I need some correlations for mechanical properties of porous materials (i'm
working on areated concretes, in my thesis) that, starting from void

concentration and properties of matrix would give me some approximate values
for them.
I have found nothing about compressive strength.
Can anyone help me?
Thanks.

I believe that there was a thread on this subject (within the last three
months) either in sci.materials or sci.eng.metallurgy...
Do a google group search and you can discover what was said before.
Search http://www.google.com for "porosity mechanical properties
ceramics" and on the first page you will find a link to some good papers
and stuff from the NIST (National Institute for Standards and Technology).
You will learn a lot if you can imagine good search terms.
I haven't done much with the search terms "porosity mechanical
properties concrete", but you might try these terms and let us know what
you get.
Jim

This is the third time this poster has asked this or a very similar
question of this group.
Pervious answers were unacknowledged and questions designed to help
generate meaningful answers were ignored.
At least this time the poster had the courtesy of specifying which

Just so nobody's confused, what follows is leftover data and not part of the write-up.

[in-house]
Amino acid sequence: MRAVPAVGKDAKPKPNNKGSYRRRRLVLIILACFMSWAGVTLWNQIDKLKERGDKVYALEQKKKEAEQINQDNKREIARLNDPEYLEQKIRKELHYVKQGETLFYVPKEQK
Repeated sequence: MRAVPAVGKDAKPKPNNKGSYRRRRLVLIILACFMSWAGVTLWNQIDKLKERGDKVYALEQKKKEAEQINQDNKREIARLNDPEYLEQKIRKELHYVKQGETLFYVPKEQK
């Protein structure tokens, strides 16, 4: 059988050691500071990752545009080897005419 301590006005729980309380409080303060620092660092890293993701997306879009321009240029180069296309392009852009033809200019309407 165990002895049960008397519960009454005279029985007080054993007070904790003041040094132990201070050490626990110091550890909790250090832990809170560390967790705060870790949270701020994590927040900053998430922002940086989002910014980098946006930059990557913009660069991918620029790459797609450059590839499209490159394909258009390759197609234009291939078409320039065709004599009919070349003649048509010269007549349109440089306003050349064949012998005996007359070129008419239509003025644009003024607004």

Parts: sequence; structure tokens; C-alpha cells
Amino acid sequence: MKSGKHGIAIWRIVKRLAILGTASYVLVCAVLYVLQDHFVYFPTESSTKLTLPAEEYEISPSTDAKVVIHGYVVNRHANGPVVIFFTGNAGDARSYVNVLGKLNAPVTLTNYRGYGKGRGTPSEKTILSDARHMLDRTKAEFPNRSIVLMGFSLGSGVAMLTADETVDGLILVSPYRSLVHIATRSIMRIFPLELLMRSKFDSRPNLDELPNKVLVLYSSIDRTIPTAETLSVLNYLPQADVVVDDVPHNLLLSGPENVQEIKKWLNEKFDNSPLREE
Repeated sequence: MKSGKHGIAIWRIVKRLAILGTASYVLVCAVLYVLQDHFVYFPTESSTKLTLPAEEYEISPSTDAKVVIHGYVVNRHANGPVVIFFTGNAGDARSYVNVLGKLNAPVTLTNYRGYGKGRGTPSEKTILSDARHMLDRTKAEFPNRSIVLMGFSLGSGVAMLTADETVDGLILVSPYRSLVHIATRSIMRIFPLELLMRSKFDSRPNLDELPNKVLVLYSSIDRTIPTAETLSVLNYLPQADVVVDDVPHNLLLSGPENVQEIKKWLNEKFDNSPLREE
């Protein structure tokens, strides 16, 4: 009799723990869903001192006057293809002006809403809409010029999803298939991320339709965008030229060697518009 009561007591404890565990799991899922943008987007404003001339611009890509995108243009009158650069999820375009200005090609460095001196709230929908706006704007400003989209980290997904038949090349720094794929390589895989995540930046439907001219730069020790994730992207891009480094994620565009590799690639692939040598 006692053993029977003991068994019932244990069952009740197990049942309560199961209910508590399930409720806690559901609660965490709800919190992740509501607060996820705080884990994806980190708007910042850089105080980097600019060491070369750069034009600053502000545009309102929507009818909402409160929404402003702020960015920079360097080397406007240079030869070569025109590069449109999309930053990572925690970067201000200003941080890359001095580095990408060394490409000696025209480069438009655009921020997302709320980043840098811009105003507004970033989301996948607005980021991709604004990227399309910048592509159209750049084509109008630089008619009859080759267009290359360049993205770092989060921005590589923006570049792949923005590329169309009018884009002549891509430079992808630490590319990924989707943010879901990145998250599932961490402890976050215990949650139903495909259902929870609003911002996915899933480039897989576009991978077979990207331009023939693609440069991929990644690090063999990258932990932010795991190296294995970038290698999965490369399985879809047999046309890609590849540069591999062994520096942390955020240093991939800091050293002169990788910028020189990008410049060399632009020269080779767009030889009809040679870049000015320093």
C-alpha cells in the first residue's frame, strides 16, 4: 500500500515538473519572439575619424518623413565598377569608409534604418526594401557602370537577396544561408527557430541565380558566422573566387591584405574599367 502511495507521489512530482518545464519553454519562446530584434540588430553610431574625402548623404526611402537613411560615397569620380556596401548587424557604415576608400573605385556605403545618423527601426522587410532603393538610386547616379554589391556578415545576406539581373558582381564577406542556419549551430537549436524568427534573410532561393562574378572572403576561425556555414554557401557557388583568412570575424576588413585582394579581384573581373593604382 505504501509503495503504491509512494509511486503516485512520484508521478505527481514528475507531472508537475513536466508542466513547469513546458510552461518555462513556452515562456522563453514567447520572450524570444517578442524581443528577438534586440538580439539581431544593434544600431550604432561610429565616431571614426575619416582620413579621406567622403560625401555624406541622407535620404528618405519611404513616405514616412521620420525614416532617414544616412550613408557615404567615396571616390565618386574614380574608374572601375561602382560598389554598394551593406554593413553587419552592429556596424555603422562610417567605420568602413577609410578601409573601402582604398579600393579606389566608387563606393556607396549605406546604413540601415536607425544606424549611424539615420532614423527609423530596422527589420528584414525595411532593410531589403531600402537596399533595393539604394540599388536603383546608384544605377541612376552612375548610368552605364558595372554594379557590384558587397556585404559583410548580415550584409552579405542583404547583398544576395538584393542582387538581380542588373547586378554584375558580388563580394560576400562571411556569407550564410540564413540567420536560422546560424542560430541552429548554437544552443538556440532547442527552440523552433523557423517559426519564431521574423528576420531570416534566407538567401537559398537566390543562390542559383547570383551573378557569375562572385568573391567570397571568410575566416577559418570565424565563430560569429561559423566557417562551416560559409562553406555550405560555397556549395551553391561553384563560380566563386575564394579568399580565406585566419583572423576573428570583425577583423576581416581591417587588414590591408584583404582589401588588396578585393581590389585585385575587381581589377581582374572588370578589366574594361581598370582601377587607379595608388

mechanical property is of concern.
Granbarbiere, perhaps you will be kind enough to share some of what
you've learned in the past few months while working on your thesis?
Are you concerned about high or low porosity concentrations? Do you
seek theory or experimental results?
For the third time, How big are the pores compared to the aggregate?
A google search on "compressive strength"+concrete+porosity gives 4030
hits.
The second of which (from a civil 101 course) says:
Gel/Space Ratio -- In 1946, Powers and Brownyard published a work that
showed that the increase in compressive strength of Portland cement is
directly proportional to the increase in gel/space ratio, regardless
of age, w/c ratio, or type of cement. The gel/space ratio is the ratio
of solid products of hydration to the space available for these